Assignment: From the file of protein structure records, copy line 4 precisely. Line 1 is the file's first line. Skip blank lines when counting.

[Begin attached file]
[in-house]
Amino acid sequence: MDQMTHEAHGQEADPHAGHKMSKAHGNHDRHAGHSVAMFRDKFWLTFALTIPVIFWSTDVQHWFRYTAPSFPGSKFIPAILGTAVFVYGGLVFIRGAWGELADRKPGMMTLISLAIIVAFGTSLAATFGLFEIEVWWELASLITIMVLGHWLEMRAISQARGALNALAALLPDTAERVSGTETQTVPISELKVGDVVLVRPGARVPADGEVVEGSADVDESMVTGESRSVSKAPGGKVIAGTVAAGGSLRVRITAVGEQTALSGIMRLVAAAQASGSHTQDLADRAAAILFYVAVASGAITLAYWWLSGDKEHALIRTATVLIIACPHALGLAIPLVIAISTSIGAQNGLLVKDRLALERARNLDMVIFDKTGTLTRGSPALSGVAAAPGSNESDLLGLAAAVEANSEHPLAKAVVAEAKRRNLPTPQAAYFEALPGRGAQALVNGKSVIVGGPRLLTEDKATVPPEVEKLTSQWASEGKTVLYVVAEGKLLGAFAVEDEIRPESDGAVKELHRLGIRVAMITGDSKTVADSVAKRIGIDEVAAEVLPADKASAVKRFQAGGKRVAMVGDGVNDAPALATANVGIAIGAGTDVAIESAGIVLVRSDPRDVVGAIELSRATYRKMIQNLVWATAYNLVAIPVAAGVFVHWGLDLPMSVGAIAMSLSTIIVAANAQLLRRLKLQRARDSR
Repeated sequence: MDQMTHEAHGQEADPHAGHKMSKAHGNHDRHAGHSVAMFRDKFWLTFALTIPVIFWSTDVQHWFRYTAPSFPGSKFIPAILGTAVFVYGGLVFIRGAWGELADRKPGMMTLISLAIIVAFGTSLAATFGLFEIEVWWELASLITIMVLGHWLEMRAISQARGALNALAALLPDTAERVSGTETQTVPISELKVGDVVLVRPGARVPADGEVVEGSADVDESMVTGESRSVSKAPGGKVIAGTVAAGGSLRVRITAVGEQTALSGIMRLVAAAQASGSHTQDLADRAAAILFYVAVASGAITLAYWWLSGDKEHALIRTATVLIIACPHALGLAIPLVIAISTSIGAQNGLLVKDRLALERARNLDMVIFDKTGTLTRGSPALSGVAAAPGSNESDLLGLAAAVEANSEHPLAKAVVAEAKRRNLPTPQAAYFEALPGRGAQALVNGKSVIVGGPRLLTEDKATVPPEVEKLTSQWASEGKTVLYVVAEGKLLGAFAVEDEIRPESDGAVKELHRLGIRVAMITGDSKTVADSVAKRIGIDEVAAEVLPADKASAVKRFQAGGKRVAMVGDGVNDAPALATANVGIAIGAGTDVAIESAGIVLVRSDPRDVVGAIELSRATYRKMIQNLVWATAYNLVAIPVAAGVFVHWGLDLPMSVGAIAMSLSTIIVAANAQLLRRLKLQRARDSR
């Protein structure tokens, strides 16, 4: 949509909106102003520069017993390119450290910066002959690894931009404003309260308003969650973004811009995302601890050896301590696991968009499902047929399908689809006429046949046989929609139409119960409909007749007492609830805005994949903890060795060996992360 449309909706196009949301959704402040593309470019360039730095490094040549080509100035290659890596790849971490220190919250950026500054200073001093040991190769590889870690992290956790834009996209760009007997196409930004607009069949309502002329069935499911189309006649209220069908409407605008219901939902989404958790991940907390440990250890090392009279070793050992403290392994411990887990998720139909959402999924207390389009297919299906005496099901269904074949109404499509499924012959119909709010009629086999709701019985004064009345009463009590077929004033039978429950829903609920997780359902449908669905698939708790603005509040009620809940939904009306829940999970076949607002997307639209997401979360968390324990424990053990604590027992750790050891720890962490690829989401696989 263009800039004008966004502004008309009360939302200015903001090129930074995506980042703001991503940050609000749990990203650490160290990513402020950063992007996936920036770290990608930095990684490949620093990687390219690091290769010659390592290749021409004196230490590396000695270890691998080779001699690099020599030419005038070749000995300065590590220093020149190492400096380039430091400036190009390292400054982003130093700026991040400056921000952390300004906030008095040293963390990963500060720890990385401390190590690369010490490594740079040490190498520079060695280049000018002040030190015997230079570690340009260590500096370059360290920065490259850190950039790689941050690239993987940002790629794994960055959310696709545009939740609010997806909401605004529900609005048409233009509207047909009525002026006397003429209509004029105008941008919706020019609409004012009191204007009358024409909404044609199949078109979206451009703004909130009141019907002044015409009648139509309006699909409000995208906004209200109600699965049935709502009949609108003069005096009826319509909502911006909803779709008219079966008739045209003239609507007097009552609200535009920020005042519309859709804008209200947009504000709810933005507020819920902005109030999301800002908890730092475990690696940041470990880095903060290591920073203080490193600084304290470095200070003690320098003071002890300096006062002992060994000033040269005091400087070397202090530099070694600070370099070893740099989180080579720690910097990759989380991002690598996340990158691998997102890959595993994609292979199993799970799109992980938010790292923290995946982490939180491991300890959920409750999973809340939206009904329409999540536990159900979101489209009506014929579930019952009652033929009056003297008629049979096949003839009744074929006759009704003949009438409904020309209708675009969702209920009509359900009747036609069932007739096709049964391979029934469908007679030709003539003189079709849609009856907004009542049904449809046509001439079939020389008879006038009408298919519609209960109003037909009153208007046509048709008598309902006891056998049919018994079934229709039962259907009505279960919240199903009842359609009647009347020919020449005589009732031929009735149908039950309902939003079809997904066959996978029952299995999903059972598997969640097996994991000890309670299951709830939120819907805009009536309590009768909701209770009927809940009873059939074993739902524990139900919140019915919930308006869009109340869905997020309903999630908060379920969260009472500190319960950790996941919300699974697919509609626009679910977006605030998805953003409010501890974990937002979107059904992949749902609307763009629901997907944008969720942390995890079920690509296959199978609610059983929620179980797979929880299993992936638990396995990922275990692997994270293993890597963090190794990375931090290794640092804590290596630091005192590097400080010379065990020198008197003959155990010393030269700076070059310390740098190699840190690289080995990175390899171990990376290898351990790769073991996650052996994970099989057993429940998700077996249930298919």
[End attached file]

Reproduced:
């Protein structure tokens, strides 16, 4: 949509909106102003520069017993390119450290910066002959690894931009404003309260308003969650973004811009995302601890050896301590696991968009499902047929399908689809006429046949046989929609139409119960409909007749007492609830805005994949903890060795060996992360 449309909706196009949301959704402040593309470019360039730095490094040549080509100035290659890596790849971490220190919250950026500054200073001093040991190769590889870690992290956790834009996209760009007997196409930004607009069949309502002329069935499911189309006649209220069908409407605008219901939902989404958790991940907390440990250890090392009279070793050992403290392994411990887990998720139909959402999924207390389009297919299906005496099901269904074949109404499509499924012959119909709010009629086999709701019985004064009345009463009590077929004033039978429950829903609920997780359902449908669905698939708790603005509040009620809940939904009306829940999970076949607002997307639209997401979360968390324990424990053990604590027992750790050891720890962490690829989401696989 263009800039004008966004502004008309009360939302200015903001090129930074995506980042703001991503940050609000749990990203650490160290990513402020950063992007996936920036770290990608930095990684490949620093990687390219690091290769010659390592290749021409004196230490590396000695270890691998080779001699690099020599030419005038070749000995300065590590220093020149190492400096380039430091400036190009390292400054982003130093700026991040400056921000952390300004906030008095040293963390990963500060720890990385401390190590690369010490490594740079040490190498520079060695280049000018002040030190015997230079570690340009260590500096370059360290920065490259850190950039790689941050690239993987940002790629794994960055959310696709545009939740609010997806909401605004529900609005048409233009509207047909009525002026006397003429209509004029105008941008919706020019609409004012009191204007009358024409909404044609199949078109979206451009703004909130009141019907002044015409009648139509309006699909409000995208906004209200109600699965049935709502009949609108003069005096009826319509909502911006909803779709008219079966008739045209003239609507007097009552609200535009920020005042519309859709804008209200947009504000709810933005507020819920902005109030999301800002908890730092475990690696940041470990880095903060290591920073203080490193600084304290470095200070003690320098003071002890300096006062002992060994000033040269005091400087070397202090530099070694600070370099070893740099989180080579720690910097990759989380991002690598996340990158691998997102890959595993994609292979199993799970799109992980938010790292923290995946982490939180491991300890959920409750999973809340939206009904329409999540536990159900979101489209009506014929579930019952009652033929009056003297008629049979096949003839009744074929006759009704003949009438409904020309209708675009969702209920009509359900009747036609069932007739096709049964391979029934469908007679030709003539003189079709849609009856907004009542049904449809046509001439079939020389008879006038009408298919519609209960109003037909009153208007046509048709008598309902006891056998049919018994079934229709039962259907009505279960919240199903009842359609009647009347020919020449005589009732031929009735149908039950309902939003079809997904066959996978029952299995999903059972598997969640097996994991000890309670299951709830939120819907805009009536309590009768909701209770009927809940009873059939074993739902524990139900919140019915919930308006869009109340869905997020309903999630908060379920969260009472500190319960950790996941919300699974697919509609626009679910977006605030998805953003409010501890974990937002979107059904992949749902609307763009629901997907944008969720942390995890079920690509296959199978609610059983929620179980797979929880299993992936638990396995990922275990692997994270293993890597963090190794990375931090290794640092804590290596630091005192590097400080010379065990020198008197003959155990010393030269700076070059310390740098190699840190690289080995990175390899171990990376290898351990790769073991996650052996994970099989057993429940998700077996249930298919």